At NPC we’re all about impact, and we’re always keen to hear from frontline charities about what they think makes their work effective. This guest blog comes from Marion Janner, Director of the charity Bright, which runs the Star Wards project to help staff on mental health wards deliver excellent inpatient care, and is funded by one of NPC’s clients. Marion talks about the importance of motivation in making the charity’s work effective.
Hello. What motivated you to start reading this blog? For most of us, the task of motivating ourselves and others is a perpetual, but perhaps subterranean element in our working and personal lives. I certainly grapple with this, in my dual career of being chief executive of a charity, Bright, and full-time manager of my mental illness. Following my stint in 2005 as a detained patient at St Ann’s hospital, Tottenham, I set up and now run the Star Wards project. We help mental health ward staff genuinely want to engage more effectively with patients, and provide them with practical resources to achieve this. This of course means understanding and responding to what’s currently most important to the 600 wards who are members, to patients’ views and to our other sector colleagues, our trustees and (much loved) funders.
My summer holiday culminated in an unexpected but voluntary and highly beneficial 5 days back at St Ann’s, giving me the chance to review what staff, and patients, find makes us actively want to do something. When I was a mere nipper of a campaigner, I was convinced by the influence and persuasion school of social change, and swotted up on these techniques. They are thoroughly employed on mental health wards, partly because of concerns about patients’ capacity to make ‘reasonable’ decisions, and also to enable 12 acutely ill strangers locked up together to form an instant (sort of ‘pop-up’) community. An obvious example is staff trying to persuade patients to take medication which many know will produce side-effects that for them are worse than the symptoms. And patients are energetic in trying to influence staff, especially in relation to trying to see a doctor, usually to negotiate for temporary leave and/or to get back home.
The trouble with trying to influence someone, is that it often relies on convincing them that, basically, you are right and they are wrong. Or it can feel like that, which tends to inflate division rather than create compromise. And persuasion too easily morphs into actual or perceived coercion. Most patients on my ward were sectioned, but all of us were required to forfeit much of our autonomy and choices – very willingly on my part, as I no longer felt able to manage my own self-destructiveness. But each of us, in highly variant ways, were very protective of our residual, potential self-determination. And any hint of coercion went down very badly!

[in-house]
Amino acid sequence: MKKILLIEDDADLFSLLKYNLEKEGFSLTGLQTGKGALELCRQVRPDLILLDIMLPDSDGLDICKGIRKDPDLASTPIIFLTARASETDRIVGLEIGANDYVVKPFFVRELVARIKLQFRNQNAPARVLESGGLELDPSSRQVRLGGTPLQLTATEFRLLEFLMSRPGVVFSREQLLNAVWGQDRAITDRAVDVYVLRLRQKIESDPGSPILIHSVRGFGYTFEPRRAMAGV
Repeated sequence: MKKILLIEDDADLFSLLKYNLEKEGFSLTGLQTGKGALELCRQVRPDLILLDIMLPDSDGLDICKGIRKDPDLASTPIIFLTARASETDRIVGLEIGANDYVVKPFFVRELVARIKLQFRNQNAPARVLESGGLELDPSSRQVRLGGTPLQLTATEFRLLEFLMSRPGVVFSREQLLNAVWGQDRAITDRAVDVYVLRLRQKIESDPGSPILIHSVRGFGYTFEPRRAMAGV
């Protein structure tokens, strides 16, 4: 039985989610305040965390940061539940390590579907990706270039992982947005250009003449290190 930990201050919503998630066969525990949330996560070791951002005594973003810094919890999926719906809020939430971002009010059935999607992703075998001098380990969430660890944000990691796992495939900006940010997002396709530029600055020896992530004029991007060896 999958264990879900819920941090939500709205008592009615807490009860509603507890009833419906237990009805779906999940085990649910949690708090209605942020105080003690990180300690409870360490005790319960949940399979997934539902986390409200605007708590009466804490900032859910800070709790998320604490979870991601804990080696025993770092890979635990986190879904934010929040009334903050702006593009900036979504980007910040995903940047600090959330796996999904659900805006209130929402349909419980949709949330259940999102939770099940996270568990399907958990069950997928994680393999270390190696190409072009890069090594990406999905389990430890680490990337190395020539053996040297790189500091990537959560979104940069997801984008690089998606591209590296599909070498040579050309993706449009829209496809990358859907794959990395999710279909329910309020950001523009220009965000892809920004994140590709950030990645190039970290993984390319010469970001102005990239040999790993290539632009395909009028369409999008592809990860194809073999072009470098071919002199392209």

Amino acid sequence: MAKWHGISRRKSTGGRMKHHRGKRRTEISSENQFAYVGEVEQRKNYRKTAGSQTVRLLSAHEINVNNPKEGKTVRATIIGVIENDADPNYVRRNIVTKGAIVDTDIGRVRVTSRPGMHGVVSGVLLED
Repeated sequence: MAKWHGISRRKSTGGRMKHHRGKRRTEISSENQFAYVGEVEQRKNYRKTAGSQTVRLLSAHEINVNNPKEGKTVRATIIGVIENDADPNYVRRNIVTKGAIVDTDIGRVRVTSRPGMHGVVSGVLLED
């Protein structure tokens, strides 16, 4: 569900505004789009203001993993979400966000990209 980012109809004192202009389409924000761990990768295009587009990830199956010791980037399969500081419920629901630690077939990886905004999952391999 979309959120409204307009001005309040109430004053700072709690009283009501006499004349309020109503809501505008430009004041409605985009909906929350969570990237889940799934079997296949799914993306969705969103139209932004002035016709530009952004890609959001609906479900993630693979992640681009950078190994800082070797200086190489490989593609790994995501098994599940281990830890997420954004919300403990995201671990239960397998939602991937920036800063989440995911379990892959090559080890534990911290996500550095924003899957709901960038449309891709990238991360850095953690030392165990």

Conversely, nurturing people’s internal motivation not only feels much more kosher, but is much more likely to be effective in sparking sustainable changes in behaviour. For patients, it might be about providing reassurance that kids, pets, bills etc will be OK if we stay a bit longer in hospital. And for staff, that they do have the professional skills, personal qualities and organisational support to effectively manage these negotiations with us.
Star Wards uses an unswervingly appreciative inquiry approach, focusing on what is going right with mental health inpatient care. The content and tone of our resources help staff feel appreciated and confident, usually resulting in a rise in morale, then in energy, motivation, engagement and creativity. This is accompanied by a parallel positive process for patients, who are given the time, support and confidence to regain our daily living skills and self-esteem. Extrinsic motivation (eg pay) certainly incentivises ward staff to turn up for their shifts. But only intrinsic motivation can result in the sorts of extremes of compassion, understanding and tolerance that staff are able to generate, day in, day out, in a highly complex and stressful environment.
My summer break at St Ann’s reinforced my view that staff and patients flourish when we have confidence in ourselves and are trusting and optimistic of each other. Charities are distinctive and appreciated for being independent (at least of the state), non-judgemental, supportive, practical. All these qualities are highly conducive to tuning into what motivates our clients, partners, funders and trustees, and providing services which harness this eagerness to do well.